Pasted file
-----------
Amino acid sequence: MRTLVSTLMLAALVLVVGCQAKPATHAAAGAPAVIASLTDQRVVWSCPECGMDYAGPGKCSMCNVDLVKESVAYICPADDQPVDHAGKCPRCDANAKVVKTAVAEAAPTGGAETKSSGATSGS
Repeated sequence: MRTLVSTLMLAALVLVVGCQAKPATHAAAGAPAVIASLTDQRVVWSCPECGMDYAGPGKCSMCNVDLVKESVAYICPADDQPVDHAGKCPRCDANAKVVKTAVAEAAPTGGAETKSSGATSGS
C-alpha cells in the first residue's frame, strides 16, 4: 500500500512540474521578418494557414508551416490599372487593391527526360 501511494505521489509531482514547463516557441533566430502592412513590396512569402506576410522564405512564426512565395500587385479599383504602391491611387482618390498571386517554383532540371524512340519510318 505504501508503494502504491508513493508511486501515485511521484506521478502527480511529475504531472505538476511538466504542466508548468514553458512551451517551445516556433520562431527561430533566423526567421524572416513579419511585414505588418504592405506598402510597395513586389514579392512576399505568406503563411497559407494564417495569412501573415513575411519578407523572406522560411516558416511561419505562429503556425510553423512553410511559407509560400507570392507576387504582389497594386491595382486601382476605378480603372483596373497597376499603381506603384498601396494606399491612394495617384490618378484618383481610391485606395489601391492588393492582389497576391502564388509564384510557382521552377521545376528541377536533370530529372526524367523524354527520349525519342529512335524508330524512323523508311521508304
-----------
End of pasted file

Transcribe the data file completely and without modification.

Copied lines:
Amino acid sequence: MRTLVSTLMLAALVLVVGCQAKPATHAAAGAPAVIASLTDQRVVWSCPECGMDYAGPGKCSMCNVDLVKESVAYICPADDQPVDHAGKCPRCDANAKVVKTAVAEAAPTGGAETKSSGATSGS
Repeated sequence: MRTLVSTLMLAALVLVVGCQAKPATHAAAGAPAVIASLTDQRVVWSCPECGMDYAGPGKCSMCNVDLVKESVAYICPADDQPVDHAGKCPRCDANAKVVKTAVAEAAPTGGAETKSSGATSGS
C-alpha cells in the first residue's frame, strides 16, 4: 500500500512540474521578418494557414508551416490599372487593391527526360 501511494505521489509531482514547463516557441533566430502592412513590396512569402506576410522564405512564426512565395500587385479599383504602391491611387482618390498571386517554383532540371524512340519510318 505504501508503494502504491508513493508511486501515485511521484506521478502527480511529475504531472505538476511538466504542466508548468514553458512551451517551445516556433520562431527561430533566423526567421524572416513579419511585414505588418504592405506598402510597395513586389514579392512576399505568406503563411497559407494564417495569412501573415513575411519578407523572406522560411516558416511561419505562429503556425510553423512553410511559407509560400507570392507576387504582389497594386491595382486601382476605378480603372483596373497597376499603381506603384498601396494606399491612394495617384490618378484618383481610391485606395489601391492588393492582389497576391502564388509564384510557382521552377521545376528541377536533370530529372526524367523524354527520349525519342529512335524508330524512323523508311521508304